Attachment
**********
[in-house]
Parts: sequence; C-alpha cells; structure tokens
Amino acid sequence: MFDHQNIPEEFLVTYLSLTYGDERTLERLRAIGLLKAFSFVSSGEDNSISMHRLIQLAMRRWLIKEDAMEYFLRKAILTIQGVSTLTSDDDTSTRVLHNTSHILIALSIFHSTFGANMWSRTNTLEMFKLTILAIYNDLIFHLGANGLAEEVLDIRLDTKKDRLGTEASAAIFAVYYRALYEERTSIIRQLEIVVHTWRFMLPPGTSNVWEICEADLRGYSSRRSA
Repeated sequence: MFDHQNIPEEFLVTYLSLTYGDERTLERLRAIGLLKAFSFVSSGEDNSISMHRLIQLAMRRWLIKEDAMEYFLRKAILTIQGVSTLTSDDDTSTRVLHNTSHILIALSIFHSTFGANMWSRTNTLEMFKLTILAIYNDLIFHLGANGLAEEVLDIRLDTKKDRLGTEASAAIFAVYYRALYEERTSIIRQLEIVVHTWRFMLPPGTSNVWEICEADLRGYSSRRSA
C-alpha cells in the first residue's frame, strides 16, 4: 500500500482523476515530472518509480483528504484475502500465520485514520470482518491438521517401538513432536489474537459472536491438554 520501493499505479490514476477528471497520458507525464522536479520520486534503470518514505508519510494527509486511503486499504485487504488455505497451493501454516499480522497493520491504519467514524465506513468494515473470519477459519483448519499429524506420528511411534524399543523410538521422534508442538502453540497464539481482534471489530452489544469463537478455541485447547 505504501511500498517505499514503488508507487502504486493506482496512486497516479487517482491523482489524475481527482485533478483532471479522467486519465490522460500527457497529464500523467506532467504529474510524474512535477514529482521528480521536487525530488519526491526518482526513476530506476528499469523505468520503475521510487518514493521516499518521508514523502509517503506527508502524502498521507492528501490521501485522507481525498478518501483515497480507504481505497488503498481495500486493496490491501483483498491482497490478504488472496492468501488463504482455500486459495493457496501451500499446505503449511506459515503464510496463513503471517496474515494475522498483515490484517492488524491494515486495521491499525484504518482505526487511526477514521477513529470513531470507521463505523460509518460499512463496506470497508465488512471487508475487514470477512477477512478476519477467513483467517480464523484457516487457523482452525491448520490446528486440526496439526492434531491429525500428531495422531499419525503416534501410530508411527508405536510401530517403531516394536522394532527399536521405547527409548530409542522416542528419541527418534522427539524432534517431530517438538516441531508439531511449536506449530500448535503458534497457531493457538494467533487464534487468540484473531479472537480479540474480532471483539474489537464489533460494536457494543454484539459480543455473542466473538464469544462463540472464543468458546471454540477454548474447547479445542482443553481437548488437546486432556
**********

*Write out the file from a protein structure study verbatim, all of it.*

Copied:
[in-house]
Parts: sequence; C-alpha cells; structure tokens
Amino acid sequence: MFDHQNIPEEFLVTYLSLTYGDERTLERLRAIGLLKAFSFVSSGEDNSISMHRLIQLAMRRWLIKEDAMEYFLRKAILTIQGVSTLTSDDDTSTRVLHNTSHILIALSIFHSTFGANMWSRTNTLEMFKLTILAIYNDLIFHLGANGLAEEVLDIRLDTKKDRLGTEASAAIFAVYYRALYEERTSIIRQLEIVVHTWRFMLPPGTSNVWEICEADLRGYSSRRSA
Repeated sequence: MFDHQNIPEEFLVTYLSLTYGDERTLERLRAIGLLKAFSFVSSGEDNSISMHRLIQLAMRRWLIKEDAMEYFLRKAILTIQGVSTLTSDDDTSTRVLHNTSHILIALSIFHSTFGANMWSRTNTLEMFKLTILAIYNDLIFHLGANGLAEEVLDIRLDTKKDRLGTEASAAIFAVYYRALYEERTSIIRQLEIVVHTWRFMLPPGTSNVWEICEADLRGYSSRRSA
C-alpha cells in the first residue's frame, strides 16, 4: 500500500482523476515530472518509480483528504484475502500465520485514520470482518491438521517401538513432536489474537459472536491438554 520501493499505479490514476477528471497520458507525464522536479520520486534503470518514505508519510494527509486511503486499504485487504488455505497451493501454516499480522497493520491504519467514524465506513468494515473470519477459519483448519499429524506420528511411534524399543523410538521422534508442538502453540497464539481482534471489530452489544469463537478455541485447547 505504501511500498517505499514503488508507487502504486493506482496512486497516479487517482491523482489524475481527482485533478483532471479522467486519465490522460500527457497529464500523467506532467504529474510524474512535477514529482521528480521536487525530488519526491526518482526513476530506476528499469523505468520503475521510487518514493521516499518521508514523502509517503506527508502524502498521507492528501490521501485522507481525498478518501483515497480507504481505497488503498481495500486493496490491501483483498491482497490478504488472496492468501488463504482455500486459495493457496501451500499446505503449511506459515503464510496463513503471517496474515494475522498483515490484517492488524491494515486495521491499525484504518482505526487511526477514521477513529470513531470507521463505523460509518460499512463496506470497508465488512471487508475487514470477512477477512478476519477467513483467517480464523484457516487457523482452525491448520490446528486440526496439526492434531491429525500428531495422531499419525503416534501410530508411527508405536510401530517403531516394536522394532527399536521405547527409548530409542522416542528419541527418534522427539524432534517431530517438538516441531508439531511449536506449530500448535503458534497457531493457538494467533487464534487468540484473531479472537480479540474480532471483539474489537464489533460494536457494543454484539459480543455473542466473538464469544462463540472464543468458546471454540477454548474447547479445542482443553481437548488437546486432556